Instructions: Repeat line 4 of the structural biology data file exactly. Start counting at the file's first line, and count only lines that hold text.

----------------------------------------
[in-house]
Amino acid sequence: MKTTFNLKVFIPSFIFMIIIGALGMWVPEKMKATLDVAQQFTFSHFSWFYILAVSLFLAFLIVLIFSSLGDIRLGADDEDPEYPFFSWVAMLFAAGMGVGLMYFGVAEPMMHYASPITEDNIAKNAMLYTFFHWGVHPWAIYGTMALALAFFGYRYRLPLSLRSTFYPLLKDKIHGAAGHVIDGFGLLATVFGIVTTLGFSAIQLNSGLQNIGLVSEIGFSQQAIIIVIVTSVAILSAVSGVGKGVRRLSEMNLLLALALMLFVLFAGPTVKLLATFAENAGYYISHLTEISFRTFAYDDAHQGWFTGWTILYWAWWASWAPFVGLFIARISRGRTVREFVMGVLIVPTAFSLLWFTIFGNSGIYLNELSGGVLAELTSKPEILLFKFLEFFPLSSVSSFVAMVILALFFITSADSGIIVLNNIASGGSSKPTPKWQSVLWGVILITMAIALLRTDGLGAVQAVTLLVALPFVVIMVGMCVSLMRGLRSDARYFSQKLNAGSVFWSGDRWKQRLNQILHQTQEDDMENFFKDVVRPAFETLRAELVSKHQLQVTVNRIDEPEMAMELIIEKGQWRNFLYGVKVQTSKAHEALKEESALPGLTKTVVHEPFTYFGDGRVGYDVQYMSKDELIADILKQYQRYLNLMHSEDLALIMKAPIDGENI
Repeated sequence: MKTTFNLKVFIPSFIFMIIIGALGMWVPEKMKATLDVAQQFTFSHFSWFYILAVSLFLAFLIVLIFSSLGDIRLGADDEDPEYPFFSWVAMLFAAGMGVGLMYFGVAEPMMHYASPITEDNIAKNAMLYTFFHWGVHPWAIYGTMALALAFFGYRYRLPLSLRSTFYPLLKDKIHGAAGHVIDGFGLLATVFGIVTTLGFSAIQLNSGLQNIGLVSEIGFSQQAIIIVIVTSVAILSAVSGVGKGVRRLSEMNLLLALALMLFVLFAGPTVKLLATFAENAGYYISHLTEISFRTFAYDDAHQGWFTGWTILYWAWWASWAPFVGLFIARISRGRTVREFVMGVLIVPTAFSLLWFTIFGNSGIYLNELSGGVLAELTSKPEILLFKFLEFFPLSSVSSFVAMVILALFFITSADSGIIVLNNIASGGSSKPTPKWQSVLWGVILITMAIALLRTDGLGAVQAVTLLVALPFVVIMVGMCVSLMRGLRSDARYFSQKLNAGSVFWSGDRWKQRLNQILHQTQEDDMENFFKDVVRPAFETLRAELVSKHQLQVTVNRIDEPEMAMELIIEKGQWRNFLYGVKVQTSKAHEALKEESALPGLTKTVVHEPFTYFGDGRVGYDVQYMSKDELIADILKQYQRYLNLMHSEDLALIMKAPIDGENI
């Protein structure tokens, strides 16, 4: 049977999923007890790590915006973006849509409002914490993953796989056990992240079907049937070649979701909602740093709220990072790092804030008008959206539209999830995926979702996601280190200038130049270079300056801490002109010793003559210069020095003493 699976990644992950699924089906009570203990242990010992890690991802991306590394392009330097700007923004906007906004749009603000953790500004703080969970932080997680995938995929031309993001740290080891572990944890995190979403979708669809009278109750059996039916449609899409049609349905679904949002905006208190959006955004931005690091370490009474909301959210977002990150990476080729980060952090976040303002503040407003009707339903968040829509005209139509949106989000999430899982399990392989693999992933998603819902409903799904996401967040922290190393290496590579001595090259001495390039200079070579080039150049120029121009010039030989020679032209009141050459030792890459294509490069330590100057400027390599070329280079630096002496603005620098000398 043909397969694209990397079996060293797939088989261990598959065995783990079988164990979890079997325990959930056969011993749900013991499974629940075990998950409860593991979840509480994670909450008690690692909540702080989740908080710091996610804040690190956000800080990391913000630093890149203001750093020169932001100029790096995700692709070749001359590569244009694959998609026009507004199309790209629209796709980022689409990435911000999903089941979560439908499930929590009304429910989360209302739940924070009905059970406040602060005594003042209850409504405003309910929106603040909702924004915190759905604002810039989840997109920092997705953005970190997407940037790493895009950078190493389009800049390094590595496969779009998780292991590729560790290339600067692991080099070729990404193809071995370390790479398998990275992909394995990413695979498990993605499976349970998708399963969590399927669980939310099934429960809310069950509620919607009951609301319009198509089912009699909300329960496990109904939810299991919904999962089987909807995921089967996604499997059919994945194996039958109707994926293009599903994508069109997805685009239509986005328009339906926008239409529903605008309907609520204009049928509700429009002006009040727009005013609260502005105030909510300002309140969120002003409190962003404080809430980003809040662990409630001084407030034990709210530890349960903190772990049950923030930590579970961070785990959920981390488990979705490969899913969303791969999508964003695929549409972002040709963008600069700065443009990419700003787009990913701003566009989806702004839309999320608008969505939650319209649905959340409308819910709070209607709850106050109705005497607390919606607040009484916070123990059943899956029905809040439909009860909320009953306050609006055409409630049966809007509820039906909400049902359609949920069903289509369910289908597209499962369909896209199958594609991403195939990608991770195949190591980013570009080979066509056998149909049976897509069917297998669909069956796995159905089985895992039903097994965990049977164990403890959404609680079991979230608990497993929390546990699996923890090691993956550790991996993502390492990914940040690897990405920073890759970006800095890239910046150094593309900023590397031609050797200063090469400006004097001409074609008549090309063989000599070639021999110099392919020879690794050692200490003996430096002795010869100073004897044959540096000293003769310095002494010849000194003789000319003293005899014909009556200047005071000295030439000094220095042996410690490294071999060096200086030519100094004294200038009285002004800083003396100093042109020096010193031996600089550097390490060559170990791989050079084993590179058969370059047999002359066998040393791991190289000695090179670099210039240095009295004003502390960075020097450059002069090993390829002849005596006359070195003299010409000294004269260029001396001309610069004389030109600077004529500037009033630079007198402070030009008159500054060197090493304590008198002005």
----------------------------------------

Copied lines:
């Protein structure tokens, strides 16, 4: 049977999923007890790590915006973006849509409002914490993953796989056990992240079907049937070649979701909602740093709220990072790092804030008008959206539209999830995926979702996601280190200038130049270079300056801490002109010793003559210069020095003493 699976990644992950699924089906009570203990242990010992890690991802991306590394392009330097700007923004906007906004749009603000953790500004703080969970932080997680995938995929031309993001740290080891572990944890995190979403979708669809009278109750059996039916449609899409049609349905679904949002905006208190959006955004931005690091370490009474909301959210977002990150990476080729980060952090976040303002503040407003009707339903968040829509005209139509949106989000999430899982399990392989693999992933998603819902409903799904996401967040922290190393290496590579001595090259001495390039200079070579080039150049120029121009010039030989020679032209009141050459030792890459294509490069330590100057400027390599070329280079630096002496603005620098000398 043909397969694209990397079996060293797939088989261990598959065995783990079988164990979890079997325990959930056969011993749900013991499974629940075990998950409860593991979840509480994670909450008690690692909540702080989740908080710091996610804040690190956000800080990391913000630093890149203001750093020169932001100029790096995700692709070749001359590569244009694959998609026009507004199309790209629209796709980022689409990435911000999903089941979560439908499930929590009304429910989360209302739940924070009905059970406040602060005594003042209850409504405003309910929106603040909702924004915190759905604002810039989840997109920092997705953005970190997407940037790493895009950078190493389009800049390094590595496969779009998780292991590729560790290339600067692991080099070729990404193809071995370390790479398998990275992909394995990413695979498990993605499976349970998708399963969590399927669980939310099934429960809310069950509620919607009951609301319009198509089912009699909300329960496990109904939810299991919904999962089987909807995921089967996604499997059919994945194996039958109707994926293009599903994508069109997805685009239509986005328009339906926008239409529903605008309907609520204009049928509700429009002006009040727009005013609260502005105030909510300002309140969120002003409190962003404080809430980003809040662990409630001084407030034990709210530890349960903190772990049950923030930590579970961070785990959920981390488990979705490969899913969303791969999508964003695929549409972002040709963008600069700065443009990419700003787009990913701003566009989806702004839309999320608008969505939650319209649905959340409308819910709070209607709850106050109705005497607390919606607040009484916070123990059943899956029905809040439909009860909320009953306050609006055409409630049966809007509820039906909400049902359609949920069903289509369910289908597209499962369909896209199958594609991403195939990608991770195949190591980013570009080979066509056998149909049976897509069917297998669909069956796995159905089985895992039903097994965990049977164990403890959404609680079991979230608990497993929390546990699996923890090691993956550790991996993502390492990914940040690897990405920073890759970006800095890239910046150094593309900023590397031609050797200063090469400006004097001409074609008549090309063989000599070639021999110099392919020879690794050692200490003996430096002795010869100073004897044959540096000293003769310095002494010849000194003789000319003293005899014909009556200047005071000295030439000094220095042996410690490294071999060096200086030519100094004294200038009285002004800083003396100093042109020096010193031996600089550097390490060559170990791989050079084993590179058969370059047999002359066998040393791991190289000695090179670099210039240095009295004003502390960075020097450059002069090993390829002849005596006359070195003299010409000294004269260029001396001309610069004389030109600077004529500037009033630079007198402070030009008159500054060197090493304590008198002005």